It is recommended to run the cluster controller on the same hosts as config servers, as they share a zookeeper cluster for state and deploying three nodes is best practise for both. See the multinode-HA sample app for a working example.

To configure the cluster controller, use services.xml and/or add configuration under the services element - example:

<services version="1.0">
    <config name="vespa.config.content.fleetcontroller">

A broken content node may end up with processes constantly restarting. It may die during initialization due to accessing corrupt files, or it may die when it starts receiving requests of a given type triggering a node local bug. This is bad for distributor nodes, as these restarts create constant ownership transfer between distributors, causing windows where buckets are unavailable.

The cluster controller has functionality for detecting such nodes. If a node restarts in a way that is not detected as a controlled shutdown, more than max_premature_crashes, the cluster controller will set the wanted state of this node to be down.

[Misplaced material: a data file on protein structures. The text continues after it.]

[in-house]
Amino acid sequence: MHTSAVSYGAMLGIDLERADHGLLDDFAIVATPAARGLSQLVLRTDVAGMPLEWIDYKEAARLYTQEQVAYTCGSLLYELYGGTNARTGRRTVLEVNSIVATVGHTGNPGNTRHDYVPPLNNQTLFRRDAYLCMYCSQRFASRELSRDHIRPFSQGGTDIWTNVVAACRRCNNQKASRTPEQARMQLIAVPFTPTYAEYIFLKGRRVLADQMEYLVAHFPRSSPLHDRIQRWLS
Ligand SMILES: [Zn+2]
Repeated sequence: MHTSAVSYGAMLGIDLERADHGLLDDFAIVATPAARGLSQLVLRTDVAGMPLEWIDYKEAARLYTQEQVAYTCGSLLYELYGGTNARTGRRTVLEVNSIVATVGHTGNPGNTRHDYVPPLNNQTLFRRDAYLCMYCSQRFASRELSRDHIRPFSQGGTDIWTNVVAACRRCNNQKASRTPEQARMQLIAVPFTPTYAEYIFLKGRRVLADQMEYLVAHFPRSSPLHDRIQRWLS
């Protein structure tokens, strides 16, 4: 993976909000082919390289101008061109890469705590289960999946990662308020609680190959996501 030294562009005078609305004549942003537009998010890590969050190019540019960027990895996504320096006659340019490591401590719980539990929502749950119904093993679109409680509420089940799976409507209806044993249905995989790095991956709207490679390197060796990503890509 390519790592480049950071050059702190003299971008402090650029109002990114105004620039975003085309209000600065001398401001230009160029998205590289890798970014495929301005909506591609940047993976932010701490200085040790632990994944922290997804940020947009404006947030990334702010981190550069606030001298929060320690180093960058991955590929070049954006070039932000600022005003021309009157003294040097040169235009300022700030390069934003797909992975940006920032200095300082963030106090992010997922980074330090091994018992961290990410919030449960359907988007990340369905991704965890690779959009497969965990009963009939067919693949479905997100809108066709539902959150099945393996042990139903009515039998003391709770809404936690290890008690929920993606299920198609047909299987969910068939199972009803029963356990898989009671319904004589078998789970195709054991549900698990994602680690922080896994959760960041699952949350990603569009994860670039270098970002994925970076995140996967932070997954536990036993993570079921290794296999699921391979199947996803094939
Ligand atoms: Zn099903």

Detecting a controlled restart is currently a bit tricky. A controlled restart is typically initiated by sending a TERM signal to the process. Not having any other sign, the content layer has to assume that all TERM signals are the cause of controlled shutdowns. Thus, if the process keep being killed by kernel due to using too much memory, this will look like controlled shutdowns to the content layer.

Monitor distance to ideal state

Refer to the distribution algorithm. Use distributor status pages to inspect state metrics, see metrics. idealstate.merge_bucket.pending is the best metric to track, it is 0 when the cluster is balanced - a non-zero value indicates buckets out of sync.